On the Road Again
I can’t believe it’s been 4 months since we came to Death Valley National Park. I’m really can’t believe that it’s time to move on – again. This last year and a half has been one extended period of saying good-bye and moving on. It started in Aug 2016 when I was informed that Judson was shutting down the theology program and ending my faculty line. Taking a deep breath, my first thought when I heard this was – “It’s going to be ages before we feel settled and at home again.” Little did I realize then how ongoing this experience would be, how many good-byes we would have to say and how some were going to be permanent.
We signed up to volunteer (free camping but no salary) at Death Valley National Park [DVNP] as interpretive rangers or park guides, for the Fall part of the park’s high season. Usually the commitments are for 3 months but with the busy time here being over the Holiday season we agreed to stay on through January. Since we didn’t have another gig lined up after DVNP, we thought we might stay until the end of March or maybe even April, if they needed us. Either way, we knew were here short-term. In late November and early December, we began applying for volunteer opportunities for the spring and summer – anticipating that we will still be on the road. As it turns out, on January 20th we will be moving to Joshua Tree National Park (JTNP). There we will be serving in a different role, as campground hosts rather than park guides – and we’ve heard conflicting reports about the hosting experience.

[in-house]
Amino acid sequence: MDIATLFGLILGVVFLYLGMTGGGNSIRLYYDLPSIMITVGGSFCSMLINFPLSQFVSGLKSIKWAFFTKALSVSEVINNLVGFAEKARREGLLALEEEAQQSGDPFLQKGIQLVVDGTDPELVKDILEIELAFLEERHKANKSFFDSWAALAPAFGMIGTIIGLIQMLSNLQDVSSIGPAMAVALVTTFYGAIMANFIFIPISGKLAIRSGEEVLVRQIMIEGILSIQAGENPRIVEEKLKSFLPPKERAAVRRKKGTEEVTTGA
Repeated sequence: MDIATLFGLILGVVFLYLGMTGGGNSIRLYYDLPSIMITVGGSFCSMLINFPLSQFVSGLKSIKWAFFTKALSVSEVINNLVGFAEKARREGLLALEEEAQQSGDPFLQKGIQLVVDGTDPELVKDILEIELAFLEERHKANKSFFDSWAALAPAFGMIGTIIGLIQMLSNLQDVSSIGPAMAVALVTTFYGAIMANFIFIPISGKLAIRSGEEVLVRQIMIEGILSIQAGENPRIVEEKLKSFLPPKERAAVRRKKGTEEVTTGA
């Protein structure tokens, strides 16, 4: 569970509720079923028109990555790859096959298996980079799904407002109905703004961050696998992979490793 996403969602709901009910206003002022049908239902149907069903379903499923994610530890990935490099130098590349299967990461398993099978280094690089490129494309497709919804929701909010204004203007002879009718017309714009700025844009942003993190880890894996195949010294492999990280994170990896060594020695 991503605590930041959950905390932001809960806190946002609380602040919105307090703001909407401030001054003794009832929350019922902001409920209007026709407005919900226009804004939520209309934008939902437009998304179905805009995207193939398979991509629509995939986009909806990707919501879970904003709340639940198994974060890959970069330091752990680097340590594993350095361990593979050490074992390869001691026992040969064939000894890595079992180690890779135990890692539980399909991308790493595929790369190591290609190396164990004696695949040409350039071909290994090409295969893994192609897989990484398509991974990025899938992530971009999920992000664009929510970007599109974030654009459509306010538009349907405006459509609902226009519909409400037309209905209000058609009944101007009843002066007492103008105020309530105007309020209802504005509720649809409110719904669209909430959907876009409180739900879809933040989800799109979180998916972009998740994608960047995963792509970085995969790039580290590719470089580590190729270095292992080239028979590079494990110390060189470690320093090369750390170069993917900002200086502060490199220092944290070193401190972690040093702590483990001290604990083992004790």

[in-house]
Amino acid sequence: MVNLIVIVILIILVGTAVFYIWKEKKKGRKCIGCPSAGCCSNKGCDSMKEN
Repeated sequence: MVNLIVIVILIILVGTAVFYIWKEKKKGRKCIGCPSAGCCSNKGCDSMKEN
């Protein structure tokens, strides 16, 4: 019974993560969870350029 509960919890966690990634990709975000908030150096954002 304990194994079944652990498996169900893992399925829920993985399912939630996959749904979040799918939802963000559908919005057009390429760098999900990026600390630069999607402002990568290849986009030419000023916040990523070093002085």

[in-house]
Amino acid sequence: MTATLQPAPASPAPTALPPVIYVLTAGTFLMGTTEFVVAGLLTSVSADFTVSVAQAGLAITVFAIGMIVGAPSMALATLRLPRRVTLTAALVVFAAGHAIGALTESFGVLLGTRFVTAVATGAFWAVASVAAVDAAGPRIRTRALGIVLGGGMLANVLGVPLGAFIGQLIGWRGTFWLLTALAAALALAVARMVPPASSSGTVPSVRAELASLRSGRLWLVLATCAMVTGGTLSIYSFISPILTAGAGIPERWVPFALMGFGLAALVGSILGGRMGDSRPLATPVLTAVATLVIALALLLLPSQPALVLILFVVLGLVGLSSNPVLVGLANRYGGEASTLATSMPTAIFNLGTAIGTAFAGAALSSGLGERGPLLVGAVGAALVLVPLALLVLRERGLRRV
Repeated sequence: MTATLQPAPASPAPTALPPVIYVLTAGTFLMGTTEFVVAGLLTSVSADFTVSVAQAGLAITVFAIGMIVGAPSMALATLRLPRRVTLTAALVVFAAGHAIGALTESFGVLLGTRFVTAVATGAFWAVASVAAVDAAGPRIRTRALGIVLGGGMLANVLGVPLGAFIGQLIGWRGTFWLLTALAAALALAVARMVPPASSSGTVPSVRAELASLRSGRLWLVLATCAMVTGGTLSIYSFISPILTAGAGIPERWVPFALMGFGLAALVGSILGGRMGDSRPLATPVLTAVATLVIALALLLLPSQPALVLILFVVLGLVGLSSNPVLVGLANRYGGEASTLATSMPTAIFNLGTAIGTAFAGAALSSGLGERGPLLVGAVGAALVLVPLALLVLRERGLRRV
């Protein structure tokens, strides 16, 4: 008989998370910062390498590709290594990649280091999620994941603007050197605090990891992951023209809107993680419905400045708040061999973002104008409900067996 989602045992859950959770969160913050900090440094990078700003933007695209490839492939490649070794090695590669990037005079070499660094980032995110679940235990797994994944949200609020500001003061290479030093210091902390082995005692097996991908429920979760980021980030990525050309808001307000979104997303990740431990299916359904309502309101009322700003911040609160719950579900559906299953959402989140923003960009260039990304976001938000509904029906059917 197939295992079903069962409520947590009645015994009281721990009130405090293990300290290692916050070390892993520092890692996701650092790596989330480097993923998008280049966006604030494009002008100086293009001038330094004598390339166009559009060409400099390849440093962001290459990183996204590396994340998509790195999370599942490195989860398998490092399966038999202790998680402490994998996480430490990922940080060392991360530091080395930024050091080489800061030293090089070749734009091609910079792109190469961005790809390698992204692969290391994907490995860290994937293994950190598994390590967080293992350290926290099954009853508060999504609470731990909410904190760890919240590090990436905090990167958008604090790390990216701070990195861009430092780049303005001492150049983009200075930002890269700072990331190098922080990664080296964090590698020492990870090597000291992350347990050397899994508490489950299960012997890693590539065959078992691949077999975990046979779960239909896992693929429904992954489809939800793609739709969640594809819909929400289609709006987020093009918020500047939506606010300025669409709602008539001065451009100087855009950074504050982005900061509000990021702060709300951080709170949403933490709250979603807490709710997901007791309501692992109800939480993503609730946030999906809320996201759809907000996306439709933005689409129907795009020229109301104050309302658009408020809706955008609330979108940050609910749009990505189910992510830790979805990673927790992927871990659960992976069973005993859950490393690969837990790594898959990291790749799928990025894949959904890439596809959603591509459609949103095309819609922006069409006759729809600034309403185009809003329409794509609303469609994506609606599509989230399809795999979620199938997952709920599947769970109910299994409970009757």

One of the interesting things about volunteering is that you get to learn a huge amount of information about the regions and the parks – history, geography, geology, weather patterns, biology, animals, recreational usage, safety… – but then you move on. Just when you feel you finally have a good amount, if not a lot, to offer to others, you move on. As enjoyable as the time is, as privileged as you are to have the extended chance to learn these things, as adventurous as this is – in the end its unsettling.